Although respondents indicated that relief for individuals — including unemployment benefits, stimulus checks, and relief for mortgages or rent — provided much needed support during the height of the pandemic, people continued to face multiple challenges. This survey inquired specifically about challenges with employment and access to financial services or assistance.

Most district respondents revealed that returning to work posed a significant challenge for their clients (68 percent). Hardship revolved around child care support, public transportation, and risk of exposure to COVID-19. Research suggests that the COVID-19 pandemic has afflicted people of color worse than the general population, and this survey revealed similar findings. Seventy-six percent of respondents who reported serving communities of color said their clients felt significantly challenged returning to work, a larger share than the overall district sample.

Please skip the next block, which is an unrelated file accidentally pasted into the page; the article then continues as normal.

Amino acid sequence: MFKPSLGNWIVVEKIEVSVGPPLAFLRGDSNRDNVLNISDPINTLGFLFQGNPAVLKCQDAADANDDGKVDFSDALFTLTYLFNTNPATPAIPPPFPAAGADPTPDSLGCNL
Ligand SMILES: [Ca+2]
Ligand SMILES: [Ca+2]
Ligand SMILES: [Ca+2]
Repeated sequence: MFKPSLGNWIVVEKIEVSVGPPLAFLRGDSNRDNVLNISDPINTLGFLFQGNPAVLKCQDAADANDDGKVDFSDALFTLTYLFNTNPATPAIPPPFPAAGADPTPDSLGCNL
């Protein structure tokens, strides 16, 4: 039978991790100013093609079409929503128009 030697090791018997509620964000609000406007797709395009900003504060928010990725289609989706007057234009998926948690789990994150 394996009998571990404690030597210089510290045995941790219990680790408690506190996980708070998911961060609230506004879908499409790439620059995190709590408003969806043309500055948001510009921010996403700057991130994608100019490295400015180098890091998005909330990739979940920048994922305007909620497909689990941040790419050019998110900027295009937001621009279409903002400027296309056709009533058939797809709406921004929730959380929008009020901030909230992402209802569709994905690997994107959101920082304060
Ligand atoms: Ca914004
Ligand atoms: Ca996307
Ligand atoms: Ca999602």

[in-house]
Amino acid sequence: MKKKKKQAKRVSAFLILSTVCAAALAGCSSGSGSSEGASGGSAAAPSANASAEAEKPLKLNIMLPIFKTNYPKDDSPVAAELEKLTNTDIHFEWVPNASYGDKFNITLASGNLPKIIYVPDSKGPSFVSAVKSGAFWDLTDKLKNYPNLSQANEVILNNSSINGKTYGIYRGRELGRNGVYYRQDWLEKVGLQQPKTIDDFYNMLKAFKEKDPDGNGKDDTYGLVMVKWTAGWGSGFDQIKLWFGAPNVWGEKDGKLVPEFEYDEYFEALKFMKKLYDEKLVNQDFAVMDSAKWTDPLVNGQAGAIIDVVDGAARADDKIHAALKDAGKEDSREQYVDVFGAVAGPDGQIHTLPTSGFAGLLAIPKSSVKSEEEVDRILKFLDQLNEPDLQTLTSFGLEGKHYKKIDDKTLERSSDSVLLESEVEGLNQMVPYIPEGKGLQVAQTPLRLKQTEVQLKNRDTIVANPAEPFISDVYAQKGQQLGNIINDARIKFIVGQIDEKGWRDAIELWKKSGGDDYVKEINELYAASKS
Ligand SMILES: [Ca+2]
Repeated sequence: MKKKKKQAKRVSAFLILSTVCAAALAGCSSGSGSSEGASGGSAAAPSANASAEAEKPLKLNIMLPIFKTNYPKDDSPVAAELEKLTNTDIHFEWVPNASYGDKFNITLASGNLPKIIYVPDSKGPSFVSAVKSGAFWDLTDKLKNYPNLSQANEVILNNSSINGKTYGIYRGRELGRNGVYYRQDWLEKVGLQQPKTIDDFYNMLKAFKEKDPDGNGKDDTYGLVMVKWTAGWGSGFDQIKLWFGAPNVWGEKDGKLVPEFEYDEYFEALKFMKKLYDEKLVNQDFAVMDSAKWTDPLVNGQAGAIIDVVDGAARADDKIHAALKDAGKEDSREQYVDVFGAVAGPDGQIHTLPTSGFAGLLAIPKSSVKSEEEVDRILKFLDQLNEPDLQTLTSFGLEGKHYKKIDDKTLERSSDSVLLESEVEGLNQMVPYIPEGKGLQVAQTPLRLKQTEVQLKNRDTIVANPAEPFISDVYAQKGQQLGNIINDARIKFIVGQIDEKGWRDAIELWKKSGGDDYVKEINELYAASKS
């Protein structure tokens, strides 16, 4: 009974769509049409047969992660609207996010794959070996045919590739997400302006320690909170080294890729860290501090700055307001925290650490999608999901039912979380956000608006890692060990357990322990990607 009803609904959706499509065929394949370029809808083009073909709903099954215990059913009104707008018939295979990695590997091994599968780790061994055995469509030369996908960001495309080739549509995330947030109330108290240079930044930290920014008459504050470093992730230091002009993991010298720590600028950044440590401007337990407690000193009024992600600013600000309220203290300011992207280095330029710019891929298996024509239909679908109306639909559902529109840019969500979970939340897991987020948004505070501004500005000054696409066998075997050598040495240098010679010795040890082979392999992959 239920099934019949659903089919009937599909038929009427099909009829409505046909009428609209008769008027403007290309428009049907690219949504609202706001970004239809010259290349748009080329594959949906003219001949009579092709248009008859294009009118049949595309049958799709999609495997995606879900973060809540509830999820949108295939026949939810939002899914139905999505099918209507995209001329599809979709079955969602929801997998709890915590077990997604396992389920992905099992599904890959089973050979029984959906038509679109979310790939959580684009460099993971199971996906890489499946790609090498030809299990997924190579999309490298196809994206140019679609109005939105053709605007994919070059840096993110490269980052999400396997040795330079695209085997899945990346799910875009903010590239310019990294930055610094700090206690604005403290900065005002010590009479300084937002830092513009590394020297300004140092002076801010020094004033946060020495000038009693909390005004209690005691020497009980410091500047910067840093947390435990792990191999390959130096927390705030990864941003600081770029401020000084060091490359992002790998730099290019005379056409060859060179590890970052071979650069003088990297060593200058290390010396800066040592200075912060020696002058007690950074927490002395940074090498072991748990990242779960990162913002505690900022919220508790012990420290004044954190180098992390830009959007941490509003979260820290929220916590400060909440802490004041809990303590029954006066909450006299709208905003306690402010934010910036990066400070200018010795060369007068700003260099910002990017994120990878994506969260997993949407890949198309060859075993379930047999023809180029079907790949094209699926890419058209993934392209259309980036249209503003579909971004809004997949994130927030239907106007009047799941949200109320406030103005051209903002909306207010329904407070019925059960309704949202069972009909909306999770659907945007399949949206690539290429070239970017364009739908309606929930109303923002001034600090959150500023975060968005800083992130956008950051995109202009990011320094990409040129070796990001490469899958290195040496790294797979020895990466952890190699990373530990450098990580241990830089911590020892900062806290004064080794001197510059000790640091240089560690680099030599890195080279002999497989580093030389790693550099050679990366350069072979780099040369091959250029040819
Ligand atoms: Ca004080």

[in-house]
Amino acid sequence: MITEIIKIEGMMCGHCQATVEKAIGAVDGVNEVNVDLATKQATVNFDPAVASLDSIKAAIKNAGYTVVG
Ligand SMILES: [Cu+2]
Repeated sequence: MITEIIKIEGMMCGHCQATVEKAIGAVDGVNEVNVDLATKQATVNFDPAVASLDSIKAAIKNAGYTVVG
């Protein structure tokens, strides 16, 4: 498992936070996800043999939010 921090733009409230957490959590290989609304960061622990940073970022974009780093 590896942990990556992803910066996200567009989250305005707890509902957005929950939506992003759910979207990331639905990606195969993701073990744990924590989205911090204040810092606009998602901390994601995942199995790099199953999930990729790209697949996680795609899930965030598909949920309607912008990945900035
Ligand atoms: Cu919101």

Additionally, while the survey reported that access to financial services and resources presented challenges for all district communities, respondents that serve urban areas and communities of color reported a greater share of significant challenges for their clients in accessing government funding, establishing/maintaining relationships with banks to access capital, and applying for funds. This finding is particularly notable as it not only suggests unequal access to pandemic relief for populations in the district that have historically been subject to disinvestment, but also supports research that shows that people of color face considerable challenges in accessing financial services.


Effects on Fifth District Organizations

In addition to questions about the communities they serve, the survey asked respondents how the pandemic has affected their organizations. Across the district, 30 percent of respondents indicated that the pandemic is still causing significant disruptions to their organizations (though this percentage has decreased from 66 percent at the peak of the COVID-19 pandemic).1 Fifth District respondents, on average, reported similar levels of current and peak disruption to respondents at the national level (32 percent and 69 percent, respectively).